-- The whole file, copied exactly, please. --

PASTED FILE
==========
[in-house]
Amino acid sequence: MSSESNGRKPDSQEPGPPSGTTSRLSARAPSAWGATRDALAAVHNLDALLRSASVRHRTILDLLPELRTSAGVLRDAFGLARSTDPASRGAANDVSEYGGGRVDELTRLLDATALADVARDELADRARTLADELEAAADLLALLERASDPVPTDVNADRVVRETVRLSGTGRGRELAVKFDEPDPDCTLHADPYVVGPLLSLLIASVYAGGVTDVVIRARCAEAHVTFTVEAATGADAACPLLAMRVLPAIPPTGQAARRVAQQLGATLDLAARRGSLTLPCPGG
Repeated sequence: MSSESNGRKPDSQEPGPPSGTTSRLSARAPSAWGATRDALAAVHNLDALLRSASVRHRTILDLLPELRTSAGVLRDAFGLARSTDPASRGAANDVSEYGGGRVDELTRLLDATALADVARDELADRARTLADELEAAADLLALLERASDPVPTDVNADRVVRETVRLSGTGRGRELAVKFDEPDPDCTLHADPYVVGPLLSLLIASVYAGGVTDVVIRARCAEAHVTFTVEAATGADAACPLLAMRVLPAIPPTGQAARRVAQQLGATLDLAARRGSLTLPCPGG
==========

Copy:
[in-house]
Amino acid sequence: MSSESNGRKPDSQEPGPPSGTTSRLSARAPSAWGATRDALAAVHNLDALLRSASVRHRTILDLLPELRTSAGVLRDAFGLARSTDPASRGAANDVSEYGGGRVDELTRLLDATALADVARDELADRARTLADELEAAADLLALLERASDPVPTDVNADRVVRETVRLSGTGRGRELAVKFDEPDPDCTLHADPYVVGPLLSLLIASVYAGGVTDVVIRARCAEAHVTFTVEAATGADAACPLLAMRVLPAIPPTGQAARRVAQQLGATLDLAARRGSLTLPCPGG
Repeated sequence: MSSESNGRKPDSQEPGPPSGTTSRLSARAPSAWGATRDALAAVHNLDALLRSASVRHRTILDLLPELRTSAGVLRDAFGLARSTDPASRGAANDVSEYGGGRVDELTRLLDATALADVARDELADRARTLADELEAAADLLALLERASDPVPTDVNADRVVRETVRLSGTGRGRELAVKFDEPDPDCTLHADPYVVGPLLSLLIASVYAGGVTDVVIRARCAEAHVTFTVEAATGADAACPLLAMRVLPAIPPTGQAARRVAQQLGATLDLAARRGSLTLPCPGG